Yesterday was Opening Day in Major League Baseball and all captive agents were on deck to kick off the season. Captive. That’s the key term here: being a captive agent in the American League or National League, playing ball for a specific franchise for a set number of years with a compensation package all spelled out.
What does this have to do with insurance? Captive agents in the insurance industry have a similar contract with a specific carrier: a document outlining which products they can sell, compensation, bonus structure, etc.
That’s where the similarities end.
Most free agents playing major league baseball want to get picked up by a club so they can advance their career and enjoy lucrative income for years to come.
For free agents in the insurance industry, it’s a slightly different story. They are actually limiting themselves by signing with one insurance carrier. Why? Because they have to play by that carrier’s rules and guidelines. Is that so bad? No, but truth be told, if you’re a captive agent you are bound to that carrier’s product lines, you’re limited in your choices and options for your clients, and you’re limited by whatever the pricing structure is for those products. Ultimately? You’re bound. That’s not a very freeing concept now is it?
As a free agent, you can work with a BGA who will assist you with contracting with numerous carriers. BGA’s don’t cost you anything. You contract with them, but all of your compensation comes directly from the carrier. The benefits of being a free agent are endless. Let’s take a look at the most compelling:
So, yesterday was opening day and all the captive agents in the country went to work for the club (or carrier) they signed with. Were you one of them? You can change that. It’s up to you though. If the idea of being a free agent sounds somewhat appealing, we’re here to help. We can’t assist you with an MLB contract if you play ball, but we can assist you with adding an arsenal of products, carriers, choices and possibilities to your portfolio that will lead you down a path of success….and hopefully fulfillment.
Full-time work came later including stints at Audio, AIRCO and then he became Publisher for 'Electronics for Beginners', a technical journal. He then moved on to co-own and publish 'Insurance News of North Carolina'.
Most recently he joined The Brokerage Resource in 1995 as Vice President Sales where he specialized in Group Ancillary and Senior Healthcare.
Sam will now be at the helm of The Brokerage Resource leading and growing the firm as it enters its 25th year in business.
By Carolyn Portanova
Medicare Supplement plans. They’re absolutely necessary for Medicare recipients, and yet only 25% of the U.S. population are purchasing them. Close to 4 million individuals will turn 65 this year according to the National Census, and that, in and of itself is staggering.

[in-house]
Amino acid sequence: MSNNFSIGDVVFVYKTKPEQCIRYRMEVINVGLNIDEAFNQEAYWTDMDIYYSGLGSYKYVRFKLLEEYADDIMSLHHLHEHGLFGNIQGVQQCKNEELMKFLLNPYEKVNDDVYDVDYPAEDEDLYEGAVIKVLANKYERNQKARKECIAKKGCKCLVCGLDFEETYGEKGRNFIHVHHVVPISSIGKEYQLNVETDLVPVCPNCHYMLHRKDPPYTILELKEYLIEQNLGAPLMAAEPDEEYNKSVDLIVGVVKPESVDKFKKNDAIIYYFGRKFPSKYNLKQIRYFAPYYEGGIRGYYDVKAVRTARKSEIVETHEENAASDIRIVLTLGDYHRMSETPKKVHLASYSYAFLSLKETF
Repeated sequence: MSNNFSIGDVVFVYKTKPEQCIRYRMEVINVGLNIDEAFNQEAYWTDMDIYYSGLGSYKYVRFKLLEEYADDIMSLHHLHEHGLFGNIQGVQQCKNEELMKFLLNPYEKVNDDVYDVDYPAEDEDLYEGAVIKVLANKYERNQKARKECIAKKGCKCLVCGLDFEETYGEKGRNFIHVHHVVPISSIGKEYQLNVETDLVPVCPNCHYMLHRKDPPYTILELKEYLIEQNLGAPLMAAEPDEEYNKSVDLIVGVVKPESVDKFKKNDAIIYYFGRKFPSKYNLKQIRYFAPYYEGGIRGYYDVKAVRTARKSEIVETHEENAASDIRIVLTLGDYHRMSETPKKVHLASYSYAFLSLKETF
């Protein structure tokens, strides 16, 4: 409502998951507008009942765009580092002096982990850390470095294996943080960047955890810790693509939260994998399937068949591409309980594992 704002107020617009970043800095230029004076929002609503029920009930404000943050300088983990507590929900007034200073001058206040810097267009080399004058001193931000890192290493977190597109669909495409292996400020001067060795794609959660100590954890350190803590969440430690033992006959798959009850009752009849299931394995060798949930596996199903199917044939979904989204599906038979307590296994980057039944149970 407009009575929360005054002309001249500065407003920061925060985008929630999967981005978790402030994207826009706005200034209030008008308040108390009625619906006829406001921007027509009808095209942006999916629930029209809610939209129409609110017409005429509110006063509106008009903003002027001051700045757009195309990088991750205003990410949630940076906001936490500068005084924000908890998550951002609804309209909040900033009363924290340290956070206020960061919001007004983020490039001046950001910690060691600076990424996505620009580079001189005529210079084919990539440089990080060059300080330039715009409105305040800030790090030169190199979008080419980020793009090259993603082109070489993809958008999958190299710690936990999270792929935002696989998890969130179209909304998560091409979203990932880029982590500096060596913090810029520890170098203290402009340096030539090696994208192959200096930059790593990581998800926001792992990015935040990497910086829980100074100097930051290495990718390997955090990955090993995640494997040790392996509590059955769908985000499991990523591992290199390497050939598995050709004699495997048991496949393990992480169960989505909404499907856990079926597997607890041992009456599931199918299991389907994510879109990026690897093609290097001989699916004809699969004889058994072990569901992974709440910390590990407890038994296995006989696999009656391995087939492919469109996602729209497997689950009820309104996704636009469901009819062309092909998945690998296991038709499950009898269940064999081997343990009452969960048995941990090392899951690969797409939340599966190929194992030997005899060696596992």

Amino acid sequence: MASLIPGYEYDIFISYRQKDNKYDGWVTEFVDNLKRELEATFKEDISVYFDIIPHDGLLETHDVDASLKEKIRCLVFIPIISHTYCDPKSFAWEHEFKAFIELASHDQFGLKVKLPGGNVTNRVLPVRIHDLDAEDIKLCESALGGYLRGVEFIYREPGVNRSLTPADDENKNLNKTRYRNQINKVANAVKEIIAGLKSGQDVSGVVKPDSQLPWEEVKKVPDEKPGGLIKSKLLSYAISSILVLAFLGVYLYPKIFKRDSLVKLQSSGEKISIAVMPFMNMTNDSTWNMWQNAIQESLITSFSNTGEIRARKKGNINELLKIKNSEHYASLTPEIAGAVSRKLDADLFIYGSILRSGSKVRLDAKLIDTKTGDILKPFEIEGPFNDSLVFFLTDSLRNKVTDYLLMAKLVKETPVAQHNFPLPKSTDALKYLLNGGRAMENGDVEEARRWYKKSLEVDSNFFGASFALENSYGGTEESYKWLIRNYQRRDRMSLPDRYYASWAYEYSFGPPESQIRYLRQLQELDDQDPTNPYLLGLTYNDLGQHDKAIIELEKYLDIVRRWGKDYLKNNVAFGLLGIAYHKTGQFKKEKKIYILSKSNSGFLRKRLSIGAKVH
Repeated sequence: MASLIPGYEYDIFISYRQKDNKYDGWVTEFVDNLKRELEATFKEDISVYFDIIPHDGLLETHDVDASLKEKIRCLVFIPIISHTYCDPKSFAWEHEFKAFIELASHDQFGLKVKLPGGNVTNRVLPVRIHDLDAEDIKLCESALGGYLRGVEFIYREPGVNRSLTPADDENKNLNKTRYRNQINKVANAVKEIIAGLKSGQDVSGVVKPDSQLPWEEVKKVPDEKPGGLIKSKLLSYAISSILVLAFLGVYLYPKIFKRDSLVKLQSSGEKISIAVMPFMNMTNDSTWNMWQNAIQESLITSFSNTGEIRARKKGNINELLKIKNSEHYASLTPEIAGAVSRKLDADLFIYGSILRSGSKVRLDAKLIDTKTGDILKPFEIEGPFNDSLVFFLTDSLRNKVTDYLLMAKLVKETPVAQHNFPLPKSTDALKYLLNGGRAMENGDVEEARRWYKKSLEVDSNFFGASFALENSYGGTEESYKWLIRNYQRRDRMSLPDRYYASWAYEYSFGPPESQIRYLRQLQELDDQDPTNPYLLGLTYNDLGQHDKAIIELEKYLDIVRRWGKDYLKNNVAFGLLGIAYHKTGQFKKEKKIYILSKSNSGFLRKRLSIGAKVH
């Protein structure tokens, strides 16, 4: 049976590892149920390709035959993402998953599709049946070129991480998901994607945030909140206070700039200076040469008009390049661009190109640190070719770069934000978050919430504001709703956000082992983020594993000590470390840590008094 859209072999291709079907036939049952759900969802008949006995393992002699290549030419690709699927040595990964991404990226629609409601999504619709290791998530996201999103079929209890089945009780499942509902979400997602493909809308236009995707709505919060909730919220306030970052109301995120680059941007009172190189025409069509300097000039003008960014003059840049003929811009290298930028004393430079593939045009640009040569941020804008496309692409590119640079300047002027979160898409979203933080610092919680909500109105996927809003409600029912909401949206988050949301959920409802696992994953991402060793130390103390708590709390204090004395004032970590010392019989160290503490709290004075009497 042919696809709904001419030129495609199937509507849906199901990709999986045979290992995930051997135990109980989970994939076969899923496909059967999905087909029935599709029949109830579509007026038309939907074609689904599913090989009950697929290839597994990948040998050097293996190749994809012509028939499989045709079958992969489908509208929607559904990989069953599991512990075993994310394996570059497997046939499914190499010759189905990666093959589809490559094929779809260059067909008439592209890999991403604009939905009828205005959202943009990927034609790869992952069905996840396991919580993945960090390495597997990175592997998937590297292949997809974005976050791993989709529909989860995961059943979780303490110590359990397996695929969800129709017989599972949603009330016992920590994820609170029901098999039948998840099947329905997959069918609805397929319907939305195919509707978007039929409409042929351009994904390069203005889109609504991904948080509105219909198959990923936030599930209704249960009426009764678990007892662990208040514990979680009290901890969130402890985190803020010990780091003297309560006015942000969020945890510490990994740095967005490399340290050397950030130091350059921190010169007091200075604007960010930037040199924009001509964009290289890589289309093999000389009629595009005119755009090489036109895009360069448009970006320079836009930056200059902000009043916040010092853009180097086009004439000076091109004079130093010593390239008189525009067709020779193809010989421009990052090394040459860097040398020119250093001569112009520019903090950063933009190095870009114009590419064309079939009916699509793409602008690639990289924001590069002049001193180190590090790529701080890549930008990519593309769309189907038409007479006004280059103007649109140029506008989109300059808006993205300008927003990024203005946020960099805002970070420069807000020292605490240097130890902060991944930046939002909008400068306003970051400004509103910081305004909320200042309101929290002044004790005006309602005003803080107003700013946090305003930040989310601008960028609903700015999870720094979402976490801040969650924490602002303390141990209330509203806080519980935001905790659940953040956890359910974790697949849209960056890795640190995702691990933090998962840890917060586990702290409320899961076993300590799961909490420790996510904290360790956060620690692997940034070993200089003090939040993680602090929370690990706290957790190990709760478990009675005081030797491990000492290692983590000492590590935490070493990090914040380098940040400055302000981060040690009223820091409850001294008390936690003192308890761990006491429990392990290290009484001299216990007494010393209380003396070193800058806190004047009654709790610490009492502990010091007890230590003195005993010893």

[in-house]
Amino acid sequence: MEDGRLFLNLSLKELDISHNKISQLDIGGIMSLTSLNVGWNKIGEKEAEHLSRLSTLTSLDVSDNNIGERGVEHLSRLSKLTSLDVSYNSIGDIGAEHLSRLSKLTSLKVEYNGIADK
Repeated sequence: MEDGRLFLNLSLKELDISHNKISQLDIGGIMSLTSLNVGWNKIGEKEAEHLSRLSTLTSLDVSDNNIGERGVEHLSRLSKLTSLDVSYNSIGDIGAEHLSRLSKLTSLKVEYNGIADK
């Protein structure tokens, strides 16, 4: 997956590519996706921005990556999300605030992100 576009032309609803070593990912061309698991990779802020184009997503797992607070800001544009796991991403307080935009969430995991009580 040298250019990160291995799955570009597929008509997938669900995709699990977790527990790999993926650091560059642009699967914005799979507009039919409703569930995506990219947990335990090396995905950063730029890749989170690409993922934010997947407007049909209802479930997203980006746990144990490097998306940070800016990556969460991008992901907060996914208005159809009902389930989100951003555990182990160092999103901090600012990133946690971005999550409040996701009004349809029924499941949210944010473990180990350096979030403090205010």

Medigap policies are what close the gap on health related insurance costs that traditional Medicare does not cover. Seniors struggle with the complexities of the Medicare system, and assisting them with their choices and giving them solid advice on which plan to purchase is what can set you apart from other insurance professionals. However, before you go writing your clients into Medicare Supplement or Medicare Advantage plans, here are some things to consider…not only for them, but for you, yourself.
By Sam Corey, Jr. and Carolyn Portanova
Foreword, by Who May be Generously Termed the 'Author' of the Following Pages
Years ago, probably well beyond the memory of any reader, there was a radio program in which one of the punch lines was: "Wuz ya dere, Charlie?" The answer was always: "Yes, I wuz dere."
This article is an attempt to trace the history of a not very important insurance enterprise, from about 1888, then termed the 'Provident Friendly Society' for the next one hundred years to its demise in the mid 1980s as the 'Provident Indemnity Life Insurance Company'.
Wrapped into the history is a father and his two sons. The father, William B. Corey, a South Philadelphian, aristocratic, dignified, entered the employ of the Society in 1895 as a boy fourteen years old. As mentioned on Page 1, his salary was $2.50 per week.
One of his sons, William S. Corey (note, the father's middle initial is "B", the son's is "S". "B" for big one, "S" for small one), entered his father's employ in 1933. His salary wasn't much bigger.
The younger son, Samuel C. Corey, followed in 1946. Nor could he splurge on his salary.
As the father was a cautions man, loathe to take a chance, with a famous saying, "Always leave the back door open. You don't know when you might need to escape.", his sons were the opposite. They, especially the younger, knew no restraints. Enthusiasm and confidence, he thought, conquered everything. The older was somewhat more subdued. Both, however, were unconventional, and might even be termed "screwballs".
And so the history progresses, through the ups and downs, the joys and the heartaches, of a company trying to achieve respectability, and in the process, hopefully make a buck.
I write this history because "I wuz dere".
~ William S. Corey
February 18, 2004
By Carolyn Portanova